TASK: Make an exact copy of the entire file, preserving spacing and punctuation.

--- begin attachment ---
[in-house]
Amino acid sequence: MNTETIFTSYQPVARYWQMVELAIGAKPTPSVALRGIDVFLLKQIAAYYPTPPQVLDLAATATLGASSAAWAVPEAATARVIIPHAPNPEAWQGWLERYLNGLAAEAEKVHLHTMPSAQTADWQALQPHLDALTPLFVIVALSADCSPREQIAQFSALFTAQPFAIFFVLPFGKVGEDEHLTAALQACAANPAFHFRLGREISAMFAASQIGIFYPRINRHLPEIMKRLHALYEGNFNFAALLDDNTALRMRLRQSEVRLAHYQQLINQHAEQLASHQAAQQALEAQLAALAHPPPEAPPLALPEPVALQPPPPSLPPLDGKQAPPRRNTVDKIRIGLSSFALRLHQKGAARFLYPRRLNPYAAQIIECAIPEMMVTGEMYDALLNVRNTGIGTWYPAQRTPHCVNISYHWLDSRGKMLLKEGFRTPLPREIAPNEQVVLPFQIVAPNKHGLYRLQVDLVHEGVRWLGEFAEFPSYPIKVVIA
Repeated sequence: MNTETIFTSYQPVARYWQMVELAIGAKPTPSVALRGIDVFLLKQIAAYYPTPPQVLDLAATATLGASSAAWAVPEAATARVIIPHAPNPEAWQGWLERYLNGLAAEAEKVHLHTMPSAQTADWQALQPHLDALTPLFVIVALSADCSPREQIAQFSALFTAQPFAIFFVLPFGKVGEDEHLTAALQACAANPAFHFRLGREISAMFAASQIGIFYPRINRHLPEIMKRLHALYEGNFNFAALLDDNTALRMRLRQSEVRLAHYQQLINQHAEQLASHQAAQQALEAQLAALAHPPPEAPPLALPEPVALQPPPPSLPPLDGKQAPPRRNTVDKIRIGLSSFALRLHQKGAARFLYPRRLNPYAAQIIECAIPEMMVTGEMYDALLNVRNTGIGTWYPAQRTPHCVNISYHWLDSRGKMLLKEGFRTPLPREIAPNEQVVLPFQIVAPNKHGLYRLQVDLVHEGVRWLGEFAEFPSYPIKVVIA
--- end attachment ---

[in-house]
Amino acid sequence: MNTETIFTSYQPVARYWQMVELAIGAKPTPSVALRGIDVFLLKQIAAYYPTPPQVLDLAATATLGASSAAWAVPEAATARVIIPHAPNPEAWQGWLERYLNGLAAEAEKVHLHTMPSAQTADWQALQPHLDALTPLFVIVALSADCSPREQIAQFSALFTAQPFAIFFVLPFGKVGEDEHLTAALQACAANPAFHFRLGREISAMFAASQIGIFYPRINRHLPEIMKRLHALYEGNFNFAALLDDNTALRMRLRQSEVRLAHYQQLINQHAEQLASHQAAQQALEAQLAALAHPPPEAPPLALPEPVALQPPPPSLPPLDGKQAPPRRNTVDKIRIGLSSFALRLHQKGAARFLYPRRLNPYAAQIIECAIPEMMVTGEMYDALLNVRNTGIGTWYPAQRTPHCVNISYHWLDSRGKMLLKEGFRTPLPREIAPNEQVVLPFQIVAPNKHGLYRLQVDLVHEGVRWLGEFAEFPSYPIKVVIA
Repeated sequence: MNTETIFTSYQPVARYWQMVELAIGAKPTPSVALRGIDVFLLKQIAAYYPTPPQVLDLAATATLGASSAAWAVPEAATARVIIPHAPNPEAWQGWLERYLNGLAAEAEKVHLHTMPSAQTADWQALQPHLDALTPLFVIVALSADCSPREQIAQFSALFTAQPFAIFFVLPFGKVGEDEHLTAALQACAANPAFHFRLGREISAMFAASQIGIFYPRINRHLPEIMKRLHALYEGNFNFAALLDDNTALRMRLRQSEVRLAHYQQLINQHAEQLASHQAAQQALEAQLAALAHPPPEAPPLALPEPVALQPPPPSLPPLDGKQAPPRRNTVDKIRIGLSSFALRLHQKGAARFLYPRRLNPYAAQIIECAIPEMMVTGEMYDALLNVRNTGIGTWYPAQRTPHCVNISYHWLDSRGKMLLKEGFRTPLPREIAPNEQVVLPFQIVAPNKHGLYRLQVDLVHEGVRWLGEFAEFPSYPIKVVIA